Research indicates that more severe cases of Panic Disorder are related with less assertiveness (Levitan et al. 2016). Published in The Journal of Nervous and Mental Disease researchers concluded, "The major finding of our study was that more severe manifestations of panic disorder correlated with less assertiveness in the sample" (Levitan et al. 2016).
Unassertive people tend to be more passive in their communications in relationships and more passive in dealing with stress. By being passive, you allow yourself to be influenced by outside circumstances rather than by your own internal determination.
Unassertive people lack the confidence to determine what they want and to ask for it. They feel powerless to make healthy changes in their lives. They give up personal power to other people and circumstances and then feel out of control of their own lives. This causes tension and anxiety.
Do you allow yourself to be bullied by outside forces or are you self-determined to assert how you want to think and feel? Being unassertive and passive is just another way of avoiding uncertainty and things that you fear. You may avoid asserting your needs and determining the outcomes you want because you don’t think you are capable or because you don’t think you deserve it.
Take back power and control over your feelings, actions, and desires! Being assertive doesn’t mean being aggressive or narcissistic. Those who are passive, put the needs of other people first. Those who are aggressive, force their needs onto other people. Those who are assertive, balance their needs with the needs of others.
8 steps to being more assertive
1. Know your rights
I have the right to be happy.
I have the right to be treated with dignity and respect.
I have the right to be healthier than those around me.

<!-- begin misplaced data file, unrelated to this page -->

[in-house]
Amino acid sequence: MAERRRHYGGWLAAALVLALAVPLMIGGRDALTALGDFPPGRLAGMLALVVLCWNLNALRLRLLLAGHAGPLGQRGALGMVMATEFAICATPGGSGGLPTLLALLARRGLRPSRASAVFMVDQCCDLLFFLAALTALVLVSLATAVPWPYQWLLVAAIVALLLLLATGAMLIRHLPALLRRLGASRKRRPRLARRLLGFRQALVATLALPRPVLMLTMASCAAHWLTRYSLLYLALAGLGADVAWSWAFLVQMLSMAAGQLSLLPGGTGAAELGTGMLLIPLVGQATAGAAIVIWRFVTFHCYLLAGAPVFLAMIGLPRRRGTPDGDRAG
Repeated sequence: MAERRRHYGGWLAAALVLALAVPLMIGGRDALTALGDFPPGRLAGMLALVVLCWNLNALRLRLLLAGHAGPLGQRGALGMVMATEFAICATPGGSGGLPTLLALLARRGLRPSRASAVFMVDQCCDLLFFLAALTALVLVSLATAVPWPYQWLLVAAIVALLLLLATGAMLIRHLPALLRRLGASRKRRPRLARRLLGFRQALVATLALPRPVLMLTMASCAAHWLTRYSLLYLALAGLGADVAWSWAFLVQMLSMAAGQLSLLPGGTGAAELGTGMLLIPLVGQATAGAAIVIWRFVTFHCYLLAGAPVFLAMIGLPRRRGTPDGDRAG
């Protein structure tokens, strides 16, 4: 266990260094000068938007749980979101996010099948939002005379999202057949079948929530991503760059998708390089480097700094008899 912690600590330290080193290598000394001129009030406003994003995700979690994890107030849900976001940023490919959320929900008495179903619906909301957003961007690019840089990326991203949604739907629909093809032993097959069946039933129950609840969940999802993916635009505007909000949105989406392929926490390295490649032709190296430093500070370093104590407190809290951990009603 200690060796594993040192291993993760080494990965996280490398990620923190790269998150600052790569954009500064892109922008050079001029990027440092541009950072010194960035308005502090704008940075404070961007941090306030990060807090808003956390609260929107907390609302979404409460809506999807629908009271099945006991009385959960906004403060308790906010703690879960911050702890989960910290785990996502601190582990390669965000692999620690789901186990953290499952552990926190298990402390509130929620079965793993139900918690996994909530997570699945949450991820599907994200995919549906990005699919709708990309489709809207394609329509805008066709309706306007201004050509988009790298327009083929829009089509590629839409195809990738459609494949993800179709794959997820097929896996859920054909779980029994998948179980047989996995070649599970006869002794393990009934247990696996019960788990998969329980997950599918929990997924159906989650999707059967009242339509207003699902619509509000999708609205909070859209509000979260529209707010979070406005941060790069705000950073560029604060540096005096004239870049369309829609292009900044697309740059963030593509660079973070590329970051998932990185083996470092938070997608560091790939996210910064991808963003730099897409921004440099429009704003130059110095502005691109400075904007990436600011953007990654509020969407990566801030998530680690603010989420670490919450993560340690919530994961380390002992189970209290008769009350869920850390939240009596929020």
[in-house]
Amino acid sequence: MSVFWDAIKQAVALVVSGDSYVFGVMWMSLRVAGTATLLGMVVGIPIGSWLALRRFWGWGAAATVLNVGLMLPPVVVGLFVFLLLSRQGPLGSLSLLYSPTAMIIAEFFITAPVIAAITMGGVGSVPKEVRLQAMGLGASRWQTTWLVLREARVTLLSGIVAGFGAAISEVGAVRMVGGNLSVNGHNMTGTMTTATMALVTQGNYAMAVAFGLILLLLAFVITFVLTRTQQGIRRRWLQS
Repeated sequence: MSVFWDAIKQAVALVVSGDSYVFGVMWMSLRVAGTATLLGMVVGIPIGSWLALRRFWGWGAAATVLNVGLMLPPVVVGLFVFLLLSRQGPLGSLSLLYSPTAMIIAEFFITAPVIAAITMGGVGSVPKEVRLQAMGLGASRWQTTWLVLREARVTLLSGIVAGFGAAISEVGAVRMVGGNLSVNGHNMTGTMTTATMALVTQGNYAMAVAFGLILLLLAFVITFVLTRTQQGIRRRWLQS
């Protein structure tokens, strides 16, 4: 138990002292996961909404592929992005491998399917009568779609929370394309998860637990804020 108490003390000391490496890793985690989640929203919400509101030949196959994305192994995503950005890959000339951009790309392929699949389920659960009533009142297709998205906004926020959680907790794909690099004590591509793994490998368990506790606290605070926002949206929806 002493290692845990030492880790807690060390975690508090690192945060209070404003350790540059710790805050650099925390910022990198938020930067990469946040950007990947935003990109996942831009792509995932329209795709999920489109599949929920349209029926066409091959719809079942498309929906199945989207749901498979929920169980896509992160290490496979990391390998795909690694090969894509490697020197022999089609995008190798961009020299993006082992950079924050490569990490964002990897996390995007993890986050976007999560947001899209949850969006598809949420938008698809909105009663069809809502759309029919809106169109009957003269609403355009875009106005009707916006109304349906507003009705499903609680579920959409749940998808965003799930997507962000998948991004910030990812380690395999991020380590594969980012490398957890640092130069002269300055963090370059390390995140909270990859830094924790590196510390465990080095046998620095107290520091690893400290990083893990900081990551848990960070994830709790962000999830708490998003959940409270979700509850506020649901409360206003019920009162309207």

I have the right to be playful and frivolous.
I have the right to my own needs for personal space and time.
I have the right not to give excuses or reasons for my behavior.
I have the right to expect honesty from others.
I have the right to determine my own priorities.
I have the right to make mistakes and not have to be perfect.
I have the right to have and express all of my feelings, positive or negative.
I have the right to say no to requests or demands.
I have the right to ask for what I want.
2. Identify your own needs and wants separate from others
3. Learn to say “NO”
4. Ask for what you want
Identify the What, Who, and Why.
Be clear, direct, and reasonable with What you are requesting.
Understand that the other person Who is receiving your request has the right to say no. Respect their response and please don’t punish them for saying no.
Focus on the positive outcome you wish to obtain. Why it is important to you and if it could be beneficial for the other person. This could be positive feelings or an improved situation.
5. Stop apologizing for everything
6. Learn how to give criticism
When giving negative criticism focus on the behavior, not on the person. Express how you feel. Use “I” statements and avoid using “You” statements.
An assertive criticism would be, “I feel hurt when my opinion is not considered.”
7. Learn how to accept criticism
Just listen and wait. Don't get defensive, make excuses, or go on the attack, and don’t completely shut down and tune them out either. I know how easy it can be to become defensive or become shut down, especially when the criticism is harsh. Pay attention so that you can repeat the criticism back to the other person. This will show that you are listening and heard what they said. Ask for clarification if you do not understand or the communication is not clear.
You do not have to agree with the criticism, just try to understand it. Criticism can be inaccurate, unfair, unreasonable, and loaded with insults. Your goal is to understand how the other person is perceiving things without trying to change their mind or prove them wrong. You can agree with how it makes them feel without agreeing with the actual criticism. Of course if the criticism is accurate, then agreeing with it and committing to improvement will certainly maintain the relationship.
8. The skills
For more information:
Please purchase my book “Attacking Panic: The Power to Be Calm” for more in depth information on how to stop panic attacks quickly and how to treat the root cause (Amygdala/Sympathetic Nervous System).
The book shows you how to go beyond just giving up control and allowing yourself to experience a panic attack.
The book has more powerful strategies that will short-circuit your fight or flight system, stop a panic attack very quickly, and even prevent a panic attack from occurring.